$17 PER VOTER HAS BEEN SPENT BY THE CANDIDATES IN IOWA
CNN: "Iowa's 2.3 million eligible voters have been bombarded with close to $40 million worth of political ads on television this cycle -- more than three times the amount spent there in 2004. Sen. Barack Obama leads all candidates in TV ad spending during this election cycle. That works out roughly to about $17 per voter, between $150 and $200 per expected caucus-goer, and nearly $500,000 per each of the state's 82 delegates in a contest that -- unlike 2004 -- is wide open on both sides of the aisle."
HILLARY 'NOBODY'S SECOND CHOICE' MAY COME THIRD IN IOWA
That's David Freddoso's suggestion on National Review: "At 30 percent, Hillary leads both Obama (22 percent) and Edwards (29 percent). Many other polls show a closer race, with all three in a statistical tie. So if this poll is correct, Hillary will win, right? Wrong. The most relevant feature of the Democratic caucus, as opposed to the Republican one, is that it allows supporters of losing candidates to make a second choice. This is where Hillary is on course to fall short." "Hillary Clinton is hardly anyone’s second choice for the Democratic nomination," noted Freddoso.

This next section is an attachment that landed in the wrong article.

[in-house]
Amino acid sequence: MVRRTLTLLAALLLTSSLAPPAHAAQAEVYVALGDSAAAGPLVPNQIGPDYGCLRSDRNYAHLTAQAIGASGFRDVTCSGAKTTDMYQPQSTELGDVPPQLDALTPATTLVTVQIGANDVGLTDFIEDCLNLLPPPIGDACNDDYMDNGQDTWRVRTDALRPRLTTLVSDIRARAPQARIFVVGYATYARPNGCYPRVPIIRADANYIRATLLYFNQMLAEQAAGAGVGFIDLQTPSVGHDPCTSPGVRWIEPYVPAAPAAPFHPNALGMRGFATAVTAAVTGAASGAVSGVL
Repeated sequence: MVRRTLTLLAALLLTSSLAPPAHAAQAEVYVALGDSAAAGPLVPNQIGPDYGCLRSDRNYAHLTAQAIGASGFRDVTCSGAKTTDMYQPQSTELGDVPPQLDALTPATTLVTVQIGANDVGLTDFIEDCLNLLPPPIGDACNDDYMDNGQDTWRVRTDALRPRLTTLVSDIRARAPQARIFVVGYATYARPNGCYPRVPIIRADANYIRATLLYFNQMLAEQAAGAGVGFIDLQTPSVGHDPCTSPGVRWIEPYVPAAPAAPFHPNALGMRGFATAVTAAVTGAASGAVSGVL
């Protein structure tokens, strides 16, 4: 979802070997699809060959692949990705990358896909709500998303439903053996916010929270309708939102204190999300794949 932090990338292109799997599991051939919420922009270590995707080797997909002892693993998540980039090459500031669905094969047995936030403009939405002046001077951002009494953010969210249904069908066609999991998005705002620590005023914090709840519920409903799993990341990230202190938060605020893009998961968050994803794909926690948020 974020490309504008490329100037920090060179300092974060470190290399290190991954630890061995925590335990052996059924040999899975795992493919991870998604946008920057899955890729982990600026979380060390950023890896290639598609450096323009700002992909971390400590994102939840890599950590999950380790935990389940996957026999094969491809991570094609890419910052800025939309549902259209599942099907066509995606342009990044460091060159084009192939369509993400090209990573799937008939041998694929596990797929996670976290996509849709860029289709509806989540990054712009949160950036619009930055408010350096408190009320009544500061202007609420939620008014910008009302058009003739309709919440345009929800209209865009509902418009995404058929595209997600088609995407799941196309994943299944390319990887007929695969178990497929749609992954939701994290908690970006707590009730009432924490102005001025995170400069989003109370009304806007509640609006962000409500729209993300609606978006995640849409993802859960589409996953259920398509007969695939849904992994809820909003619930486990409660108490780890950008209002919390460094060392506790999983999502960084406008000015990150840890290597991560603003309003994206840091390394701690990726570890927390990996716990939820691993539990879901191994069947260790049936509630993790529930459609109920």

Toby Harnden wonders if we are seeing the end of the Clintons once and for all.
WILL TECHNOLOGY GIVE ROMNEY VICTORY OVER HUCKABEE?
Huckabee may have more support in opinion polls but does he have the infrastructure to get his vote out? TownHall.com profiles Mitt Romney's hi-tech approach to voter turnout: "According to one senior Romney aide, last night the Romney campaign hosted a tele-townhall conference call for values voters in Iowa. Approximately 20,000 households were called, and close to 5,000 households participated, I'm told... Considering that only about 75 to 80 thousand Iowans are expected to participate in the Republican caucus -- and that temperatures are very cold -- this seems like a wise way to campaign."
RON PAUL DUMPED FROM GOP DEBATE
CNN covers the news that Ron Paul has been dropped from a crucial Fox News debate, scheduled after Iowa but before New Hampshire. The criteria for participation were set out by ABC:
"Republican and Democratic candidates must meet at least one of three benchmarks: place first through fourth in Iowa, poll 5 percent or higher in one of the last four major New Hampshire surveys, or poll 5 percent or higher in one of the last four major national surveys."
ARE CONSERVATIVE COURTS THE TOP BUSH LEGACY?
That's the suggestion of David Savage in today's Los Angeles Times: "After nearly seven years in the White House, President Bush has named 294 judges to the federal courts, giving Republican appointees a solid majority of the seats, including a 60%-to-40% edge over Democrats on the influential U.S. appeals courts. The rightward shift on the federal bench is likely to prove a lasting legacy of the Bush presidency, since many of these judges -- including his two Supreme Court appointees -- may serve for two more decades."
George W Bush will also hope that the liberation of Iraq and Afghanistan, major tax cuts and his faith-based initiative will also, over time, be judged kindly by historians.